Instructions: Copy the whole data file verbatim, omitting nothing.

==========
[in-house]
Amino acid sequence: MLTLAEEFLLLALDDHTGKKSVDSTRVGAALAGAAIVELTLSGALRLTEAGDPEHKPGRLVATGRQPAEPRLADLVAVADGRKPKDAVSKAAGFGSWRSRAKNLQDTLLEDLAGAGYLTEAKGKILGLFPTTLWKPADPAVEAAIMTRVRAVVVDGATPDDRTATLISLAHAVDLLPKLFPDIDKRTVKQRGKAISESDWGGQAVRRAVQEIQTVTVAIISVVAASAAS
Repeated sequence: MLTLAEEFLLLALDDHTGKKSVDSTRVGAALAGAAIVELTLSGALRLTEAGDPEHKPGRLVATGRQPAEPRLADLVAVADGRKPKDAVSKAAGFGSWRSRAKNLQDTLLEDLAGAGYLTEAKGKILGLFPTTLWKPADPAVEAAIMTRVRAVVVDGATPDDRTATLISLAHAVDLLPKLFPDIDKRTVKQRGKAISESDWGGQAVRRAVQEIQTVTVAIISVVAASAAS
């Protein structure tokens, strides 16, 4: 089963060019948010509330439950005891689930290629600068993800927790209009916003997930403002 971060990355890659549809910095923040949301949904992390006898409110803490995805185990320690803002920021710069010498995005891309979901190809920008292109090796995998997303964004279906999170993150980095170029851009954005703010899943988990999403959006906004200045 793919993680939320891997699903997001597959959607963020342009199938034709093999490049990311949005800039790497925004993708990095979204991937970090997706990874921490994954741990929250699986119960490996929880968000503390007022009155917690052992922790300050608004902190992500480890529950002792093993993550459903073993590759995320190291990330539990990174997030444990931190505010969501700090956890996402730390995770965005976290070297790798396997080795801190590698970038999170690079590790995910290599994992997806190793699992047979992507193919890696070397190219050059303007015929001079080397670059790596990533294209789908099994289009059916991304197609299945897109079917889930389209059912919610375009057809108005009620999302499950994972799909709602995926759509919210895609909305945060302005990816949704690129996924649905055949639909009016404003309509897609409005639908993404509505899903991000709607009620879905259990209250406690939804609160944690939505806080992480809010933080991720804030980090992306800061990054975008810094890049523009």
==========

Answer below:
[in-house]
Amino acid sequence: MLTLAEEFLLLALDDHTGKKSVDSTRVGAALAGAAIVELTLSGALRLTEAGDPEHKPGRLVATGRQPAEPRLADLVAVADGRKPKDAVSKAAGFGSWRSRAKNLQDTLLEDLAGAGYLTEAKGKILGLFPTTLWKPADPAVEAAIMTRVRAVVVDGATPDDRTATLISLAHAVDLLPKLFPDIDKRTVKQRGKAISESDWGGQAVRRAVQEIQTVTVAIISVVAASAAS
Repeated sequence: MLTLAEEFLLLALDDHTGKKSVDSTRVGAALAGAAIVELTLSGALRLTEAGDPEHKPGRLVATGRQPAEPRLADLVAVADGRKPKDAVSKAAGFGSWRSRAKNLQDTLLEDLAGAGYLTEAKGKILGLFPTTLWKPADPAVEAAIMTRVRAVVVDGATPDDRTATLISLAHAVDLLPKLFPDIDKRTVKQRGKAISESDWGGQAVRRAVQEIQTVTVAIISVVAASAAS
């Protein structure tokens, strides 16, 4: 089963060019948010509330439950005891689930290629600068993800927790209009916003997930403002 971060990355890659549809910095923040949301949904992390006898409110803490995805185990320690803002920021710069010498995005891309979901190809920008292109090796995998997303964004279906999170993150980095170029851009954005703010899943988990999403959006906004200045 793919993680939320891997699903997001597959959607963020342009199938034709093999490049990311949005800039790497925004993708990095979204991937970090997706990874921490994954741990929250699986119960490996929880968000503390007022009155917690052992922790300050608004902190992500480890529950002792093993993550459903073993590759995320190291990330539990990174997030444990931190505010969501700090956890996402730390995770965005976290070297790798396997080795801190590698970038999170690079590790995910290599994992997806190793699992047979992507193919890696070397190219050059303007015929001079080397670059790596990533294209789908099994289009059916991304197609299945897109079917889930389209059912919610375009057809108005009620999302499950994972799909709602995926759509919210895609909305945060302005990816949704690129996924649905055949639909009016404003309509897609409005639908993404509505899903991000709607009620879905259990209250406690939804609160944690939505806080992480809010933080991720804030980090992306800061990054975008810094890049523009």